Don’t Beat the Dog!
Reblogged from Words in High Def
Sitting in the truck while my husband was inside paying, at a gas station in Mexico, I was watching a very old, scruffy man. He sat on a rock by the side of the road. He looked tired and sad and lonely (that’s how my imagination viewed him at least).
Soon an old street dog walked gently up to him, tail wagging wildly. My heart sang as I felt grateful for a bit of mutual affection between these two displaced souls.
The fragile old guy began to beat the dog…. Over and over he hit this innocent creature. My mouth dropped open in horror and I almost blasted out of the vehicle, but it was over before I could react. The poor pooch dropped down and rolled over trying to avoid the open-handed smacks, but didn’t run.
She simply wanted to belong to someone at any cost. The man soon stopped, relaxed and seemed to forget about the animal nestled at his feet.
I’ve been on both sides of that equation–never physically–but emotionally beaten or beating. When we’re going through a really stressful, painful or fearful time our emotions can get out of control. Few of us (with a shred of sanity remaining) take this out on the credit card company, demanding boss, inconsiderate co-worker or even the presumptuous neighbor. We hold it in, stuff it down like buckshot in an old gun and unload—on the people who love us the most.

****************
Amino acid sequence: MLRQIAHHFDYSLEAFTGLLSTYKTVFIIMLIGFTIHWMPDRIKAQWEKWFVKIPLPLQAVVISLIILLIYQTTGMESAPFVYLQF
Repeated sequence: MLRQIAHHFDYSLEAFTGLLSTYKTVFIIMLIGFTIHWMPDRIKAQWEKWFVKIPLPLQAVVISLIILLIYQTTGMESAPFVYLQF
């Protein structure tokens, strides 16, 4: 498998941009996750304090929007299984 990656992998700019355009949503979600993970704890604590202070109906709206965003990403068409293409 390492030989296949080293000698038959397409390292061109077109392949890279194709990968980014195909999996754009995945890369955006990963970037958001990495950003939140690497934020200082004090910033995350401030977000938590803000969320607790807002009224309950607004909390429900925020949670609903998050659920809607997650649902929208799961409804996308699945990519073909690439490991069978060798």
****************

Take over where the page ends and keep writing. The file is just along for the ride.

The arsenal is aimed at the wrong target, but at least the pressure is released for a bit. But at what cost?
If you’re feeling overly frustrated, angry, lost, confused, helpless, hopeless or hurt; pause for a minute and don’t beat the dog! God is strong enough to take every hit, then sweetly invite us to collapse into His comforting arms. That’s where contentment is restored.
On the other hand, allowing loved ones to injure us because we don’t want to lose them is as wrong as that big ol’ dog who stuck close to the side of her abuser. When we’re being treated unkindly by a loved one, it doesn’t benefit them to just “let it go.” The most loving thing we can do is call them out on it (when the explosive moment has passed) then set boundaries while offering to get them some help.
There is too much undeserved pain being spread around. Take it to God (and maybe a wise, compassionate pastor or counselor), but don’t beat the dog!
*Are you bold enough to share about a time you’ve experienced (or inflicted) mis-directed emotional pain? Comment and share this post!